by the way I meant “glycogen” above, not glucagon. I’m a PhD biochemist too. And I teach and publish in metabolism, no less! Dumb mistake. However, I’m new to this diabetes stuff having been a type 1 for only 2.5 years. It’s SO confusing hearing the different camps about diet - Bernstein, ADA, etc.,
I respect your advice on these issues, as I know you collect data and anecdotes from people about exercise. I do get great #s on low-carb and it’s how I lost weight initially. I’d LOVE to eat more carbs but I tried that. I needed more insulin and I gained weight.
On the other hand, having recently gotten back on the low-carb bandwagon, I feel very little energy for intense workouts. I don’t know if I need to re-adapt or what. You say low-carb diets aren’t good for sustained exercise. I have only noticed a difference with my high-intensity exercise. (Is there any other kind of exercise? It seems like we’ve covered all exercise). Do you recommend that I increase carbs to feel more energetic? Past experience has said to keep good numbers, more carbs = more insulin = weight gain.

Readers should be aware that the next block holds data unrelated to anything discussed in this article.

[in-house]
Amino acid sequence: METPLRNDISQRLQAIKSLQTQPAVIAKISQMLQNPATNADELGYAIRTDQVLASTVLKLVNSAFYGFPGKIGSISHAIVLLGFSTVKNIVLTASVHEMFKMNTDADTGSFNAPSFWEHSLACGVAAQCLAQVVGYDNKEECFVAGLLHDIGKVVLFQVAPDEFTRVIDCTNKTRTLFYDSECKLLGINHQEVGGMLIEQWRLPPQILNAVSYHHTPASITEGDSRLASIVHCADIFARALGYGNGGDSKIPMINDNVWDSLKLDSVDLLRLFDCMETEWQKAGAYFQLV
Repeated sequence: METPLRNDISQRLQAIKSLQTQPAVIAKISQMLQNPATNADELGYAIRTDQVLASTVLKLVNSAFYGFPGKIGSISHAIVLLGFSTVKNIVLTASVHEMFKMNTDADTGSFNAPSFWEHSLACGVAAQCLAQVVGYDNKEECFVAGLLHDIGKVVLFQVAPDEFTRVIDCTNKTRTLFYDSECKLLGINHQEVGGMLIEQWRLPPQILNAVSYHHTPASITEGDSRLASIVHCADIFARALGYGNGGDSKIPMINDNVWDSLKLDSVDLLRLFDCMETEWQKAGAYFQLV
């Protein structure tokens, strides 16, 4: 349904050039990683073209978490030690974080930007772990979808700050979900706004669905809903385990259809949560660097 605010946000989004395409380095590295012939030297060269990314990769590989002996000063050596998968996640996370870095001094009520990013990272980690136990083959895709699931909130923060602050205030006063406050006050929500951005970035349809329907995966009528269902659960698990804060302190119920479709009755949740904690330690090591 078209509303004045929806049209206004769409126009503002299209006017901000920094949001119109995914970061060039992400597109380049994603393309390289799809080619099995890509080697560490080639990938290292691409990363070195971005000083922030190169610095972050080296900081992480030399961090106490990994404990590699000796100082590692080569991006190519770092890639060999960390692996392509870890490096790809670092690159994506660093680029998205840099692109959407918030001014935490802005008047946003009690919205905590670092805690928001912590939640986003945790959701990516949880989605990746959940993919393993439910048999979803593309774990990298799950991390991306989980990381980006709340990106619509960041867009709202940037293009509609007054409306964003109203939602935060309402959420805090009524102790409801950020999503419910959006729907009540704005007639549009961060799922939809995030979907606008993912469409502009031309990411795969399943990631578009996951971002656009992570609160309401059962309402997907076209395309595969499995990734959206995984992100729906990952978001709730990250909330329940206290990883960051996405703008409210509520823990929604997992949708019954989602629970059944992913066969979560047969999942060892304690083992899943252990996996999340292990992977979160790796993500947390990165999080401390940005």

But anyway, biochemistry question: I don’t know what you mean by if I exercise in the evening I’m “retaining my heightened insulin action overnight”. Am I not always retaining my insulin action? How would I lose my insulin action? When did my insulin action get heightened? Isn’t it a good thing if my glycogen synthase enzymes are activated?
Also, are you saying I shouldn’t work out at night? Or that I should work out and then eat carbs to replenish glycogen. Bernstein says diabetics shouldn’t work out in the morning. (sigh). I personally think I should work out whenever the mood strikes because the mood doesn’t strike often. And when I find the time because time is scarce!
I’d so welcome and appreciate your experience and advice.
I’m not a biochemist, but this has been my experience with low carb & exercise in case it’s of any use to you.
Exercising in the morning sends my BG high, really high. A continuation or intensification of the dawn phenonmenon.